Is bargain hunting worth your time?

Advocates are always telling consumers to shop around to find the best deals. And thanks to the ease of shopping on the Internet, an increasing number of people are willing to do just that.

The typical consumer spends about an hour comparison-shopping for big-ticket items, such as airfare, hotel rooms, auto insurance and laptop computers, for instance, according to a new survey sponsored by Consumers spend a bit less time, but more than 30 minutes on average, shopping for groceries, clothing, prescription drugs and kid's toys.

Is it worth it? According to the survey, that depends on what you're shopping for. Those who price compare for gasoline can definitely find bargains by buying at big-box stores, such as Costco, or by using gas-shopping apps that direct them to the lowest-priced stations.

Unfortunately, the savings may not be worth investing the time. It takes the average consumer about 5.3 hours per year to drive to the lower-cost stations and wait in line to net a $119 annual savings, according to the survey of some 2,000 drivers.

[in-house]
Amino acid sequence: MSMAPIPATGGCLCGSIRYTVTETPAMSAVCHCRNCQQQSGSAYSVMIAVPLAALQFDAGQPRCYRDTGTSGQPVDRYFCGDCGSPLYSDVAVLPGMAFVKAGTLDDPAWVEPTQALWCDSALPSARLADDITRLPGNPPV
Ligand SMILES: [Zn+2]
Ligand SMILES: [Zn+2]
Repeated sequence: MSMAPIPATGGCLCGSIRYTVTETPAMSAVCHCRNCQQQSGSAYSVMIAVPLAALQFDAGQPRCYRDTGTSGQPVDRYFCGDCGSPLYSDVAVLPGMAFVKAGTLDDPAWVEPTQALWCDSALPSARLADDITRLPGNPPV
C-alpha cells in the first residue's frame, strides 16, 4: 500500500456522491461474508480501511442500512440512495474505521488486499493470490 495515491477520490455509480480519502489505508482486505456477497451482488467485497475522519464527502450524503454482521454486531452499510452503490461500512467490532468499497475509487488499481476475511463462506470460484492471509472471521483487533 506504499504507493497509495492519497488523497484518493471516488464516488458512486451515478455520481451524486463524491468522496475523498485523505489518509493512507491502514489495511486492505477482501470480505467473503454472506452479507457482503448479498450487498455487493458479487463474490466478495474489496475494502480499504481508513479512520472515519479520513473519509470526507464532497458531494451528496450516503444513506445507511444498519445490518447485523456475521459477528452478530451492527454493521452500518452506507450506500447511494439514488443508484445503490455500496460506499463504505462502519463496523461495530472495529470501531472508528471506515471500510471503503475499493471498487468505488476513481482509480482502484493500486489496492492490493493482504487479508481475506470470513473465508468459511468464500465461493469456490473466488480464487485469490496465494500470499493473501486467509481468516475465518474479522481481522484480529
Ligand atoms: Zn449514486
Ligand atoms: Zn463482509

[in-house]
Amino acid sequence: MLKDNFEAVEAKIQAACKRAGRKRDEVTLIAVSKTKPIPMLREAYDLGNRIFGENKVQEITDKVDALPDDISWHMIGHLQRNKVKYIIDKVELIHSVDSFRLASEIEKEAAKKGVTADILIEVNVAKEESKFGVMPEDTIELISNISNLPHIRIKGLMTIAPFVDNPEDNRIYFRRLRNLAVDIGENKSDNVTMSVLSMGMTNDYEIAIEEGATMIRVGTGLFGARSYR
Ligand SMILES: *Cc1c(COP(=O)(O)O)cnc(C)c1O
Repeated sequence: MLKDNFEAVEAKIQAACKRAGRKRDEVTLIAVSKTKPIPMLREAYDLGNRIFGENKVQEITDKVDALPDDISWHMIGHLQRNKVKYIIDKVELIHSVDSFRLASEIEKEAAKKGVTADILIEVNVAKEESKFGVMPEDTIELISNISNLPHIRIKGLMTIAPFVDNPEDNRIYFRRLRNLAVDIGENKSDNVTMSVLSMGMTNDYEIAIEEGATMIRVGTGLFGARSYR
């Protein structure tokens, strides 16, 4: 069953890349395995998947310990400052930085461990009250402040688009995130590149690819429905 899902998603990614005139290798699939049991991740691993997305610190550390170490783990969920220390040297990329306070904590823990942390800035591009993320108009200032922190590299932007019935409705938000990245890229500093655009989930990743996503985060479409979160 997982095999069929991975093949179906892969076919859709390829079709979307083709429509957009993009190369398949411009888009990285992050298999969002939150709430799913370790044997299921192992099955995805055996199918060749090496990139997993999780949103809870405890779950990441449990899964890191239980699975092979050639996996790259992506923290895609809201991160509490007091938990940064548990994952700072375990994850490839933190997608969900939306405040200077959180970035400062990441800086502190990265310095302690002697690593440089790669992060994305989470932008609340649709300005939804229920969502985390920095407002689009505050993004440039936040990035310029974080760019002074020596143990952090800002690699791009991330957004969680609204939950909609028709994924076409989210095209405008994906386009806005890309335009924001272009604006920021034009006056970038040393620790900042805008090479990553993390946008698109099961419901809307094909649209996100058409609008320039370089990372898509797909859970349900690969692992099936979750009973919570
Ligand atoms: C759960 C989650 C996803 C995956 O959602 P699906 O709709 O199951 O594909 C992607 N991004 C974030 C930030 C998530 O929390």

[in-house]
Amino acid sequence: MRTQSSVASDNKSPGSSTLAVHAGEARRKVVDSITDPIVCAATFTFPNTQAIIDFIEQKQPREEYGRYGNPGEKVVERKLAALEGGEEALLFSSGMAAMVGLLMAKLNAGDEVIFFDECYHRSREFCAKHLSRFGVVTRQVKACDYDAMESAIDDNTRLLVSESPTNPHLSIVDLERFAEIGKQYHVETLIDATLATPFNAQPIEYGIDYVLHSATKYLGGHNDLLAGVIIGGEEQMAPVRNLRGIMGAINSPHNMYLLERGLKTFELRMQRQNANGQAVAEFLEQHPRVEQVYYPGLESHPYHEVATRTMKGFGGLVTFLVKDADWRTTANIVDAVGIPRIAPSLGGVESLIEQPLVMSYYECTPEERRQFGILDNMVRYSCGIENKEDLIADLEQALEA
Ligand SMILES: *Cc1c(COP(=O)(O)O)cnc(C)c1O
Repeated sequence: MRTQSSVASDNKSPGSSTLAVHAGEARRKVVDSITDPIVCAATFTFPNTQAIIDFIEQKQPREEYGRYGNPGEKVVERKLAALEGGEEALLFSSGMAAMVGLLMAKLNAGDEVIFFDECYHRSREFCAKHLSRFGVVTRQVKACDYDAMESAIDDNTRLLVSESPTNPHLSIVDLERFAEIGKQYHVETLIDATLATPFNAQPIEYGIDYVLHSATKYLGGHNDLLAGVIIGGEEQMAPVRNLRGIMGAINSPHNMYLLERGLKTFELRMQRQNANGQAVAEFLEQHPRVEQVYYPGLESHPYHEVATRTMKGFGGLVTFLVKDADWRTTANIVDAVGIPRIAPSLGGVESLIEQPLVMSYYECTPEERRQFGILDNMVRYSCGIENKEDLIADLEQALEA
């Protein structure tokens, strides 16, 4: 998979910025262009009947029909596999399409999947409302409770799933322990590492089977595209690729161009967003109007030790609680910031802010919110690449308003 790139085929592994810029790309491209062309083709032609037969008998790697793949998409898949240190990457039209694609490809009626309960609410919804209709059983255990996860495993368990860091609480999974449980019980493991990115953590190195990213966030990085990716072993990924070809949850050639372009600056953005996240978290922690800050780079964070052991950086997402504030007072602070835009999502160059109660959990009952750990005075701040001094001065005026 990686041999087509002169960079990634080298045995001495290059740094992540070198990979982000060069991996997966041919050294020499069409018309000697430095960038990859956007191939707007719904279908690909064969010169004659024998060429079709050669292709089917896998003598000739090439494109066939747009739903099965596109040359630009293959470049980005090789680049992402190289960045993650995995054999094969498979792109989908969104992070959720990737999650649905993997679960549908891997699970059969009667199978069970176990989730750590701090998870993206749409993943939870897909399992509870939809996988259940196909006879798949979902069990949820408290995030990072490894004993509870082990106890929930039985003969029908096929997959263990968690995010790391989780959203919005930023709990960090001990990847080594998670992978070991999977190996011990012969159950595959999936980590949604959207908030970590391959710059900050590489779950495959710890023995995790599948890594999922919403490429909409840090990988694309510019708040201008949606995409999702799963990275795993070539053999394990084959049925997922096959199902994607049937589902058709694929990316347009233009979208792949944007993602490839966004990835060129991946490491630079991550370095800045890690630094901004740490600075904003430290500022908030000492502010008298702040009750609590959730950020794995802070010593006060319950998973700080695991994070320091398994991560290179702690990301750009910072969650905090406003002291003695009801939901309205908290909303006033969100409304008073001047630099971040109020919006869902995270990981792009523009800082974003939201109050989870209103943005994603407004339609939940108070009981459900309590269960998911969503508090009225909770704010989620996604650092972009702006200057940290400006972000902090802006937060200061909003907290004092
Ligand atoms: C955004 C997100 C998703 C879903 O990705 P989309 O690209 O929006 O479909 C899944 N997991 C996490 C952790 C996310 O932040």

Shopping for a new car, on the other hand, is likely to save more than $1,000. It takes longer (about 13 hours annually, on average), but the return adds up to more than $77 per hour. That's not a bad hourly rate, and handily beats the hourly return on shopping for gas ($22).

The same holds true for shopping for cable television, cell-phone plans and auto insurance. Consumers willing to shop around for these products saved $248 annually on cable; $179 on cell phones and $540 on auto insurance, according to the survey. All those activities generated a return that added to more than $100 per hour spent shopping.

Not surprisingly, consumers are less likely to shop for products that aren't easily compared online. Fifty-four percent of consumers said the hassle of visiting multiple stores or multiple websites was a factor on occasions when they chose not to comparison-shop.